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The Catalan conjecture state that $x^m-y^n=1$ has only the solution $x=3, m=2, y=2, n=3$. This conjecture was proved by Preda Mihailescu in 2004, but I want to know about the equation mentioned above. Is there a asolution of this?

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As Gerry points out, you only want $m\geq 2,n\geq2$. Also, if you take any two perfect powers, they have a difference $k\geq 1$, so that there are many solutions $(x,m,y,n,k)$. One way to state the question you are asking is this: let $a_i$ be the $i$-th smallest perfect power, i.e., $(a)=(4,8,9,16,25,27,32,36,49,64,\dots$. Does $a_{i+1}-a_i$ tend to infinity? – Kevin O'Bryant Jun 27 '10 at 16:28

Pillai's conjecture is that for each $k$, there are only finitely many solutions.

The ABC conjecture implies Pillai's conjecture as follows. First, I state a form of the ABC conjecture. Given three relatively prime positive integers $A+B=C$, the quality of the triple $(A,B,C)$ is $\log(C)/\log(R)$, where $R$ is the product of the primes that divide $ABC$. For example, the quality of $(5,27,32)$ is $\log(32)/\log(30)$. One strong form of the ABC conjecture is that there are only finitely many triples (of relatively prime positive integers) with quality greater than $1.001$.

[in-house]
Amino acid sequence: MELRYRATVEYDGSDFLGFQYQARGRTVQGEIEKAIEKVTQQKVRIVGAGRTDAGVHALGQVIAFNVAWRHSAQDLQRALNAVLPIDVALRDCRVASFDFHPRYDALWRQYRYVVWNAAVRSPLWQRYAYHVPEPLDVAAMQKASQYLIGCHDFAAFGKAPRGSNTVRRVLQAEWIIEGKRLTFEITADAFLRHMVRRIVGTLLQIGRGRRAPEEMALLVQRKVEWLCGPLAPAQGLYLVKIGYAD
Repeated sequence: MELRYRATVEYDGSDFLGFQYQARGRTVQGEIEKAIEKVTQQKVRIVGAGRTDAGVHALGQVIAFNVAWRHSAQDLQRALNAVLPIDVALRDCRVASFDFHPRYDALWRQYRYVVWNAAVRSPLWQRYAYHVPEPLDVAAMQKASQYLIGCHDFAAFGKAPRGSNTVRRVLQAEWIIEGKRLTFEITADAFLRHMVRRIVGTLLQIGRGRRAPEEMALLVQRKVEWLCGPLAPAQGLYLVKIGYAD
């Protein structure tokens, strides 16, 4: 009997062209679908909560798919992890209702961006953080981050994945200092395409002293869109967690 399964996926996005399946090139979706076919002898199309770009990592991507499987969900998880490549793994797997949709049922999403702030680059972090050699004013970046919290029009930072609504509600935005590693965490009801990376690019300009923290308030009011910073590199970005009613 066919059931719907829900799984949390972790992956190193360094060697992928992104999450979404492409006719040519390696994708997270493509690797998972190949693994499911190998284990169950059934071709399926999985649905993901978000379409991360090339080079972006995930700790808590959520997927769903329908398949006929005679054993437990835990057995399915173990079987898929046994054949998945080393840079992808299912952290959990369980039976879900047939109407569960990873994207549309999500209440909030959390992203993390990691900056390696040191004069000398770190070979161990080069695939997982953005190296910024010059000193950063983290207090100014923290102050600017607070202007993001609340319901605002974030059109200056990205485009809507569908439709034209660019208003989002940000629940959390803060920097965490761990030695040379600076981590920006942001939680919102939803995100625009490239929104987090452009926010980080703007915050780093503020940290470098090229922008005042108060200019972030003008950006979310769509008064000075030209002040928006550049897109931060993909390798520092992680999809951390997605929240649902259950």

Now a solution to $x^m-y^n=k$ has $(A,B,C)=(k,y^n,x^m)$, and so $R\leq k y x$. Thus, the quality of the triple is at least $$\frac{m\log(x)}{\log(k)+\log(x)+\log(y)}\approx \frac{m\log(x)}{\log(k)+(\frac mn +1)\log(x)}.$$ As $x\to\infty$, this gives a quality approaching $\frac{mn}{m+n}$, and for $m n>4$ this is $\geq 1.2$, which can only happen finitely many times by ABC. Also, $\frac{mn}{m+n}=1$ if $m=n=2$, so that case has to be handled separately.

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As a compliment, I would give a reference [M. A. Bennett, Canad. J. Math. 53 (2001) 897-922] ( where one can find a history of the problem as well as the latest news on approaches for it. – Wadim Zudilin Jun 27 '10 at 11:51
I appreciate the flattery, and your comment serves as a complement, too! :) – Kevin O'Bryant Jun 27 '10 at 16:22
Kevin, I just realised the artistic typo in the "compliment". Anyway, I meant both meanings! :-) – Wadim Zudilin Jun 28 '10 at 10:11
wadim zudilin:thank you for your reference. – Hashem sazegar Jun 30 '10 at 11:26

There is a conjecture that for every positive natural number k there are just finitely many solutions of the above equation. As far as I know, this is open for k>1. In fact, Erdős conjectured that the difference between a full power x and the next full power is at least xc for some positive constant c.

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That would depend on $k$. I'm assuming you want all variables positive integers with $m>1$ and $n>1$. It may have been proved that for any given $k$ there are only finitely many solutions.

Edit: in view of the other answers, it appears my "may have been proved" was overly optimistic.

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